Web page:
We hear you


On Sunday, the world lost a basketball superstar whose legacy has inspired the next generation of basketball players. The Boiling Point decided to post a compilation of reflections on Kobe Bryant’s loss, and invited students and faculty to write personal reminiscences on what Kobe meant to them.

We understand just how inextricably linked Kobe’s legacy is to the hearts of many people. His sudden death — along with the death of his daughter and seven others — has provoked a mainstream emotional and sentimental response. It follows that many writers used the opportunity to reflect on the more positive elements of his Kobe’s legacy, including his larger-than-life persona and presence on and off the court, and how he connected to their lives. 

However, Kobe’s legacy is more complex than this. One submission included an opinion that touched upon rather regrettable events in Kobe’s life. 

After the events of the last 24 hours, we realize that it simply hurt too much for many of our readers to have positive memorials for their childhood hero and, in the same story, another valid reflection that took a far different approach to his legacy. So we have decided to publish that piece separately from the other tributes, in its own separate space in both the Opinion and Sports sections.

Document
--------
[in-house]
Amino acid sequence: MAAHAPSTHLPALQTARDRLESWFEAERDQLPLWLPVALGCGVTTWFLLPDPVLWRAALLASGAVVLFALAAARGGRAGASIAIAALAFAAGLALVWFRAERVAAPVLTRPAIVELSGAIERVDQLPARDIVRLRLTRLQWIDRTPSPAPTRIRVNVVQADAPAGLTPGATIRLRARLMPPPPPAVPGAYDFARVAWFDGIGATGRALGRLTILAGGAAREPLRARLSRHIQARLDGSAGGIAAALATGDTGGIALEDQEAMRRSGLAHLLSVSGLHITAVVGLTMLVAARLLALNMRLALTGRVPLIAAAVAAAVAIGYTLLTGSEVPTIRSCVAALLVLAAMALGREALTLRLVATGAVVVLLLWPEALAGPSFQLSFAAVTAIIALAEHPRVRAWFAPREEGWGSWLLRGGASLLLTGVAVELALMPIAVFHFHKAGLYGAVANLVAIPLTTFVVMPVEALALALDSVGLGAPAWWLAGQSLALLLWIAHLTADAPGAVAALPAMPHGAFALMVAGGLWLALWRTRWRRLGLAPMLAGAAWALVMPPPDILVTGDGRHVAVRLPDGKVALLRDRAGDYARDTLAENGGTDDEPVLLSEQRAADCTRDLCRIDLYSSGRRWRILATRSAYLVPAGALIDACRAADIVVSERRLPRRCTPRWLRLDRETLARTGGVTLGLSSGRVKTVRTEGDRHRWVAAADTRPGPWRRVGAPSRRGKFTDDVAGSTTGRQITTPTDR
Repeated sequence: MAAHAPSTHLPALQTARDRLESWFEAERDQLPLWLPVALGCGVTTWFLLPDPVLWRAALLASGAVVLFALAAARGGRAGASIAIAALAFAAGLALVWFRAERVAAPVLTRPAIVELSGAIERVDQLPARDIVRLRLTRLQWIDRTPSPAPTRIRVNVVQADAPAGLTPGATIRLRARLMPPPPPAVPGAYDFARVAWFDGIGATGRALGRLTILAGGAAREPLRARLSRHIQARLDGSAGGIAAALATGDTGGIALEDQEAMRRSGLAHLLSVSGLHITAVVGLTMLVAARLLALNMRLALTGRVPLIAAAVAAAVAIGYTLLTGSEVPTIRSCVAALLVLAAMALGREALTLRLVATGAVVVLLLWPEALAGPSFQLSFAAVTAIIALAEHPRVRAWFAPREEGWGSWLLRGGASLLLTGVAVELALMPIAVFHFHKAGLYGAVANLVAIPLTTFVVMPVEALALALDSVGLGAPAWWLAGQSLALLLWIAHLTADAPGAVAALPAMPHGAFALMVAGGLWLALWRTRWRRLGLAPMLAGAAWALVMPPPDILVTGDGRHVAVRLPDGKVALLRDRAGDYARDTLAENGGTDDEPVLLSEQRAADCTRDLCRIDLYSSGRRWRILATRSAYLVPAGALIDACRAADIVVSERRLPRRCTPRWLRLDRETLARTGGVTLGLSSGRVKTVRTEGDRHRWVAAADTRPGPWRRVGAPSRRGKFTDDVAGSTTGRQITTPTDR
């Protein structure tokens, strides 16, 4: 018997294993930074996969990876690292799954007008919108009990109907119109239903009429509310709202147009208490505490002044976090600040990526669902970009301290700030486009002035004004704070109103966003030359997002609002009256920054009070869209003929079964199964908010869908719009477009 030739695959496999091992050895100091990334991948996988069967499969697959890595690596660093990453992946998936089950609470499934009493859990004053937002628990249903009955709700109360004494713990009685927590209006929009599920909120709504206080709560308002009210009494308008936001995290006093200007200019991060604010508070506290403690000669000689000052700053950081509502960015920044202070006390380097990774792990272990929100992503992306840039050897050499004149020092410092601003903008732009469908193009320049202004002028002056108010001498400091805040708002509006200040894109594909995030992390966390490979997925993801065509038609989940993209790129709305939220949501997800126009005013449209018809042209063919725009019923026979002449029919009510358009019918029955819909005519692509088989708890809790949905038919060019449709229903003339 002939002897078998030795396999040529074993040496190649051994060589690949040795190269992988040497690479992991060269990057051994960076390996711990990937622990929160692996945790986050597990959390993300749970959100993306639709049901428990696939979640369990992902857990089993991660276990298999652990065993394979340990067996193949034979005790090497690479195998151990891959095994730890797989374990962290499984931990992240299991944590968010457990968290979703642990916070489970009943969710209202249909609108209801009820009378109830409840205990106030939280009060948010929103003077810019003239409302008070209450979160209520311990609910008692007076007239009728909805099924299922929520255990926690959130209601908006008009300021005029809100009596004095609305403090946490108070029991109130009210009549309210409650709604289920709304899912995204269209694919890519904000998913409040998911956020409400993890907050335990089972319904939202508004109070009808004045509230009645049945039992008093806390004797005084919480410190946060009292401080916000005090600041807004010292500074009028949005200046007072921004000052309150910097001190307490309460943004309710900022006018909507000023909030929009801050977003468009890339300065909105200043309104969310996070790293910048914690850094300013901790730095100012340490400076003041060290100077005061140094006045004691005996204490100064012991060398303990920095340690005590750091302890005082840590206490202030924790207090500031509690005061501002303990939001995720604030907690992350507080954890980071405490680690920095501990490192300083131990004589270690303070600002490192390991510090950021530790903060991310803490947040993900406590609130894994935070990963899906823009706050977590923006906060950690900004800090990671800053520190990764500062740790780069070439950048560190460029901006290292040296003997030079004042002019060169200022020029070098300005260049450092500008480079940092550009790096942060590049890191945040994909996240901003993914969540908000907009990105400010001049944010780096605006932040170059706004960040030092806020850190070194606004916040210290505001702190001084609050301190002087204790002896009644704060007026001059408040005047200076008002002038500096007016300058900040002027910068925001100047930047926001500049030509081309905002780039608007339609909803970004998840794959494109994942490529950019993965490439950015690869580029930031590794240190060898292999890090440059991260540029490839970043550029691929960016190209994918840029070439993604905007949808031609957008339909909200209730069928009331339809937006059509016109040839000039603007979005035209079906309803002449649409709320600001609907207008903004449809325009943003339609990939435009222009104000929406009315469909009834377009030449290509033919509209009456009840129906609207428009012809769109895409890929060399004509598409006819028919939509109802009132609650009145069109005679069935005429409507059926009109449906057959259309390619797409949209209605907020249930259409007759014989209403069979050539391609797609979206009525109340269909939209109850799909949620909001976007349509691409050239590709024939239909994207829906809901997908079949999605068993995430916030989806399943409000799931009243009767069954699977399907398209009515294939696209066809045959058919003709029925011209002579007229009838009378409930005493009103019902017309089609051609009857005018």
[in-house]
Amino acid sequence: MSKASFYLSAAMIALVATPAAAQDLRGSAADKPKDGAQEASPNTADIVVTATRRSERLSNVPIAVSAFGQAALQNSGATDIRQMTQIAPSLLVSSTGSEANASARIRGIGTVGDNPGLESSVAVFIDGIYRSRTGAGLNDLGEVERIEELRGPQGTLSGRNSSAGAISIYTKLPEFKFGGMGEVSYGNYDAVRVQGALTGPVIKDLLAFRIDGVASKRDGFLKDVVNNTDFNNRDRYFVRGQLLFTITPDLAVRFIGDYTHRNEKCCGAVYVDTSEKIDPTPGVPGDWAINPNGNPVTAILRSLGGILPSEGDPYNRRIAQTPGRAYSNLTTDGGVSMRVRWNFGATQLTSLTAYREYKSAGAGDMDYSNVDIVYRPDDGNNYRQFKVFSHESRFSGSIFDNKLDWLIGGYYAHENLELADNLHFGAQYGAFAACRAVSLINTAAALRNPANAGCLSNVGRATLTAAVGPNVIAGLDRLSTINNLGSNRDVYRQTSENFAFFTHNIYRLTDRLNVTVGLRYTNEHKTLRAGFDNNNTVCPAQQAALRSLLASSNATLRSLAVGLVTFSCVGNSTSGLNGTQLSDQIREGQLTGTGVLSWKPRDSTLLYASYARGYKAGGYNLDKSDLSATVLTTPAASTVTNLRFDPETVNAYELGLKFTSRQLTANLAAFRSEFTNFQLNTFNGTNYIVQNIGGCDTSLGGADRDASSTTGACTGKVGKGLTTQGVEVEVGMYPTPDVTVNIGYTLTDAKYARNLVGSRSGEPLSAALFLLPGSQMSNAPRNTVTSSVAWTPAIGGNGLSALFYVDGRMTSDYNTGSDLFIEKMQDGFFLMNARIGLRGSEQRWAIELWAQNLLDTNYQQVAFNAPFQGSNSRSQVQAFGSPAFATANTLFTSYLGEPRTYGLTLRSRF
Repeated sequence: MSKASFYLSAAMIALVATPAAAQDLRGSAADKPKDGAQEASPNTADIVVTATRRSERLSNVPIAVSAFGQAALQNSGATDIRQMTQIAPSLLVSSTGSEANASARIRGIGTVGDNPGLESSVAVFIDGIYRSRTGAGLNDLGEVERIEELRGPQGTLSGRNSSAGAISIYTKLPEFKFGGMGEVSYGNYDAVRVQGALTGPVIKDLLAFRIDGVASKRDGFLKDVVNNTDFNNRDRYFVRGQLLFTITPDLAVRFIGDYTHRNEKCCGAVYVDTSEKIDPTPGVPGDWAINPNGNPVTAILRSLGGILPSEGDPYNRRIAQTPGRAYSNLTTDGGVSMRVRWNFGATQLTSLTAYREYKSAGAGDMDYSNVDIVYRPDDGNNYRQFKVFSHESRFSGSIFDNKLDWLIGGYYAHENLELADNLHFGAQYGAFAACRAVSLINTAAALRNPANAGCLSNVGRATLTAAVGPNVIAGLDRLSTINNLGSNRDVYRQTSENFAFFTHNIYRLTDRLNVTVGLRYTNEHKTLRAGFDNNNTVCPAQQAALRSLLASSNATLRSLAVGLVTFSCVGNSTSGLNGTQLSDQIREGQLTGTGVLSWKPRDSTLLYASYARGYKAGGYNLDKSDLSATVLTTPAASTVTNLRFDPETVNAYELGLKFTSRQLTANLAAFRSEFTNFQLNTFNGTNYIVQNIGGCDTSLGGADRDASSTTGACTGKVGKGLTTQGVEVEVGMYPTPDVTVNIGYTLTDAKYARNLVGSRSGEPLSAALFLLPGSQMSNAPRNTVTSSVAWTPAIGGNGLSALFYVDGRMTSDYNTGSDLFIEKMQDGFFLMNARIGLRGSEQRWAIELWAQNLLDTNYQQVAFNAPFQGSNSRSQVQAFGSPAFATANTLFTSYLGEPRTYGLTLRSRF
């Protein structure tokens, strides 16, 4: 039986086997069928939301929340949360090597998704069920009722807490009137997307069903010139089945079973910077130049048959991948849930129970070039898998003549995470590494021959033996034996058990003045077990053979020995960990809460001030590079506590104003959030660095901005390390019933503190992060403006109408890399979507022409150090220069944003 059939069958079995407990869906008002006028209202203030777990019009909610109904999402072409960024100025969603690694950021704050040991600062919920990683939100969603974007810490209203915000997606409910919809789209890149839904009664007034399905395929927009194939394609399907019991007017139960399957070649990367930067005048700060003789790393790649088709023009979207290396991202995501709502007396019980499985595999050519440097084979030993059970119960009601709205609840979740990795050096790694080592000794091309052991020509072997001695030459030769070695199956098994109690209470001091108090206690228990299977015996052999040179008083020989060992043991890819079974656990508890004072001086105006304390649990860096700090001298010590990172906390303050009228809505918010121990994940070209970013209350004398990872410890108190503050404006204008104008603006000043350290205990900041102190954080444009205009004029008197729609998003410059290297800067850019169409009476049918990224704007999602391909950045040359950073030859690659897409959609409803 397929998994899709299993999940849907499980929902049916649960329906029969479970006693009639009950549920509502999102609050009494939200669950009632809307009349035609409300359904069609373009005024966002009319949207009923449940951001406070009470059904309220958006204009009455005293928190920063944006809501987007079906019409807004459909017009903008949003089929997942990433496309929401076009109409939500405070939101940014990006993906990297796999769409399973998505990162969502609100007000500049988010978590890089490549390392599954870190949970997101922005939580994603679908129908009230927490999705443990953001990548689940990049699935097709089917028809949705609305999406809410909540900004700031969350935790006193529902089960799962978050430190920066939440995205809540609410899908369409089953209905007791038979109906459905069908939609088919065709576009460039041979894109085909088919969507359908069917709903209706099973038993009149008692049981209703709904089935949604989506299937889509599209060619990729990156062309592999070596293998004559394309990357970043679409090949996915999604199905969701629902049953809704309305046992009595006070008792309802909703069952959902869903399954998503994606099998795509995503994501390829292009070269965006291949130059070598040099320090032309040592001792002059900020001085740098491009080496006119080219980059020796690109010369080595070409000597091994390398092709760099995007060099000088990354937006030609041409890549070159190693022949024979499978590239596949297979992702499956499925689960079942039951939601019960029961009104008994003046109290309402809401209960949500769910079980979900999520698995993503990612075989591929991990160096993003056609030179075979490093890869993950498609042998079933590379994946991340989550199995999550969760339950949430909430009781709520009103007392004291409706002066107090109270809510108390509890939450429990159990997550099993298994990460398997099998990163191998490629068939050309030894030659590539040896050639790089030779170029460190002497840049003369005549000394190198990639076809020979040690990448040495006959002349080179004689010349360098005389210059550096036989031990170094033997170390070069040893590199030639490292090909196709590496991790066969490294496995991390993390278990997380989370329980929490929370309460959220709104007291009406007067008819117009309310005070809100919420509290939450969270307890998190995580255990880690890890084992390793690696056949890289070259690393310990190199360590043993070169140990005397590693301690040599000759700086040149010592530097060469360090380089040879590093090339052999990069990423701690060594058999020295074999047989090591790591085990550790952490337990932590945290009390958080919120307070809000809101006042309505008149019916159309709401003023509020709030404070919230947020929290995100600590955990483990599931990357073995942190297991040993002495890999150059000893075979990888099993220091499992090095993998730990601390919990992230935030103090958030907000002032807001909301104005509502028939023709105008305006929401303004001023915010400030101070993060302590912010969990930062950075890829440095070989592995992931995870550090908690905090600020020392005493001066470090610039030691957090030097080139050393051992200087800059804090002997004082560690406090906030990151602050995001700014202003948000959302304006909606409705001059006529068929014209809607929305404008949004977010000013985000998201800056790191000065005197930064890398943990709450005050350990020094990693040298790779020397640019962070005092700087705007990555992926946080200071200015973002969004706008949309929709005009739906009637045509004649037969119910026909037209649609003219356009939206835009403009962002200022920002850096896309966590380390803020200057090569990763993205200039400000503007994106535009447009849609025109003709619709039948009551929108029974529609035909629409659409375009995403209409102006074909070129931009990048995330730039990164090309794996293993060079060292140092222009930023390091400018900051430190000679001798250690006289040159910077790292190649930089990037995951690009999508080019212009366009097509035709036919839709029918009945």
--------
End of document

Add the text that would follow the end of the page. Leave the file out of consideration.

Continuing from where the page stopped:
Though this will perhaps have the effect of highlighting it more — by giving it its own headline and web page instead of having it as one of 10 favorable pieces — it still allows the Boiling Point to represent an all-encompassing view of Kobe’s life.

The Boiling Point is founded on the values of expressing not only the majority view, but also dissenting opinions. As is stated in the Talmud (Masechet Eduyot 1:5), rabbinic tradition is to record the minority opinion while still following the majority. Our paper supports the article that we published and have every intention of continuing to collect similar minority views.

This decision is not an effort to bend to the whims of those would would rather no negative thoughts on Bryant’s legacy be shared. Rather we are doing this as a service to those who are suffering right now. Despite this, we encourage everyone who is able to engage in dialogue at this time to discuss Kobe’s legacy deeper than just praise.

Unsigned editorials represent the majority view of the members of the Editorial Board, which consists of the Editor-in-Chief,  Web Editor-in-Chief, Community Editor, Director of Production and Design, Managing Editor and Faculty Advisor. We welcome submissions for signed editorials from members of the Shalhevet Community, and the final decision about printing them is made by the Editorial Board. Submissions should be emailed to [email protected].